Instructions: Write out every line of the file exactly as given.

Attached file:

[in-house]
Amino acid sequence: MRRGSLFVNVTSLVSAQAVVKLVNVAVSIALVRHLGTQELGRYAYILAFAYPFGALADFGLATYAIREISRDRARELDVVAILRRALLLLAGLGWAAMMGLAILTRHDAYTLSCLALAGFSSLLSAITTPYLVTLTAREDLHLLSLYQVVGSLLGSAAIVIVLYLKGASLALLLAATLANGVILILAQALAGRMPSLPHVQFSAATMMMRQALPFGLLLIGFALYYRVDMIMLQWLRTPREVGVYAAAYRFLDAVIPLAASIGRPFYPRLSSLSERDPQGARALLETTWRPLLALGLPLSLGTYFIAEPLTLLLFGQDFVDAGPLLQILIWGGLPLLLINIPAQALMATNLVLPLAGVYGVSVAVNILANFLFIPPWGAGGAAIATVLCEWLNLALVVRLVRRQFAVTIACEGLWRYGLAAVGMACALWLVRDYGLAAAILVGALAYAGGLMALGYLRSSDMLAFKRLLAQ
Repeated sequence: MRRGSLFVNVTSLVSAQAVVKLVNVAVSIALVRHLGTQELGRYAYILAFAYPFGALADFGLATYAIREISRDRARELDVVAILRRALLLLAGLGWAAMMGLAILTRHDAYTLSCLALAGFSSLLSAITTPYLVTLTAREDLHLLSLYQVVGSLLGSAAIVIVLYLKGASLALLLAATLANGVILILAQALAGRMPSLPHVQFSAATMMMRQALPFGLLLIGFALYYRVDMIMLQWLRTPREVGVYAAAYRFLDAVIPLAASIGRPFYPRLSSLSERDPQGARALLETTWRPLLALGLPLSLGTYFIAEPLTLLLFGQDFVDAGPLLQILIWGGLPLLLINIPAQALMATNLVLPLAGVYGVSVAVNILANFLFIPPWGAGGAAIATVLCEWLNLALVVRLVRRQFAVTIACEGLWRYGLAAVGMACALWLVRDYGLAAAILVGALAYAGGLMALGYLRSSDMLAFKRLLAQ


[in-house]
Amino acid sequence: MRRGSLFVNVTSLVSAQAVVKLVNVAVSIALVRHLGTQELGRYAYILAFAYPFGALADFGLATYAIREISRDRARELDVVAILRRALLLLAGLGWAAMMGLAILTRHDAYTLSCLALAGFSSLLSAITTPYLVTLTAREDLHLLSLYQVVGSLLGSAAIVIVLYLKGASLALLLAATLANGVILILAQALAGRMPSLPHVQFSAATMMMRQALPFGLLLIGFALYYRVDMIMLQWLRTPREVGVYAAAYRFLDAVIPLAASIGRPFYPRLSSLSERDPQGARALLETTWRPLLALGLPLSLGTYFIAEPLTLLLFGQDFVDAGPLLQILIWGGLPLLLINIPAQALMATNLVLPLAGVYGVSVAVNILANFLFIPPWGAGGAAIATVLCEWLNLALVVRLVRRQFAVTIACEGLWRYGLAAVGMACALWLVRDYGLAAAILVGALAYAGGLMALGYLRSSDMLAFKRLLAQ
Repeated sequence: MRRGSLFVNVTSLVSAQAVVKLVNVAVSIALVRHLGTQELGRYAYILAFAYPFGALADFGLATYAIREISRDRARELDVVAILRRALLLLAGLGWAAMMGLAILTRHDAYTLSCLALAGFSSLLSAITTPYLVTLTAREDLHLLSLYQVVGSLLGSAAIVIVLYLKGASLALLLAATLANGVILILAQALAGRMPSLPHVQFSAATMMMRQALPFGLLLIGFALYYRVDMIMLQWLRTPREVGVYAAAYRFLDAVIPLAASIGRPFYPRLSSLSERDPQGARALLETTWRPLLALGLPLSLGTYFIAEPLTLLLFGQDFVDAGPLLQILIWGGLPLLLINIPAQALMATNLVLPLAGVYGVSVAVNILANFLFIPPWGAGGAAIATVLCEWLNLALVVRLVRRQFAVTIACEGLWRYGLAAVGMACALWLVRDYGLAAAILVGALAYAGGLMALGYLRSSDMLAFKRLLAQ